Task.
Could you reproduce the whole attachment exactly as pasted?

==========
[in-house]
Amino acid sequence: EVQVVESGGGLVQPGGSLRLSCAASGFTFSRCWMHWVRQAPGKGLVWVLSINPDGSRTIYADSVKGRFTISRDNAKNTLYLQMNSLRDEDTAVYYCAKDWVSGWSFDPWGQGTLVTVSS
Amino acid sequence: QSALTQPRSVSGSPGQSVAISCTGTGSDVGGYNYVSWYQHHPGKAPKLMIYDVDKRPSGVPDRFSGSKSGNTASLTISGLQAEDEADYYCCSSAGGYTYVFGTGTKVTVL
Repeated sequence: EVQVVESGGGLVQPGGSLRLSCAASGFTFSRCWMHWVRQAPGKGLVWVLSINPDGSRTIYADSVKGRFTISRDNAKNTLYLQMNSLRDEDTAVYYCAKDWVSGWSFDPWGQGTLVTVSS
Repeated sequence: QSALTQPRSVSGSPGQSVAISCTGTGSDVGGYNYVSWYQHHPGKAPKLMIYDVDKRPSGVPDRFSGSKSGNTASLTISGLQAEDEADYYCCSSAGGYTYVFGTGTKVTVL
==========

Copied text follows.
[in-house]
Amino acid sequence: EVQVVESGGGLVQPGGSLRLSCAASGFTFSRCWMHWVRQAPGKGLVWVLSINPDGSRTIYADSVKGRFTISRDNAKNTLYLQMNSLRDEDTAVYYCAKDWVSGWSFDPWGQGTLVTVSS
Amino acid sequence: QSALTQPRSVSGSPGQSVAISCTGTGSDVGGYNYVSWYQHHPGKAPKLMIYDVDKRPSGVPDRFSGSKSGNTASLTISGLQAEDEADYYCCSSAGGYTYVFGTGTKVTVL
Repeated sequence: EVQVVESGGGLVQPGGSLRLSCAASGFTFSRCWMHWVRQAPGKGLVWVLSINPDGSRTIYADSVKGRFTISRDNAKNTLYLQMNSLRDEDTAVYYCAKDWVSGWSFDPWGQGTLVTVSS
Repeated sequence: QSALTQPRSVSGSPGQSVAISCTGTGSDVGGYNYVSWYQHHPGKAPKLMIYDVDKRPSGVPDRFSGSKSGNTASLTISGLQAEDEADYYCCSSAGGYTYVFGTGTKVTVL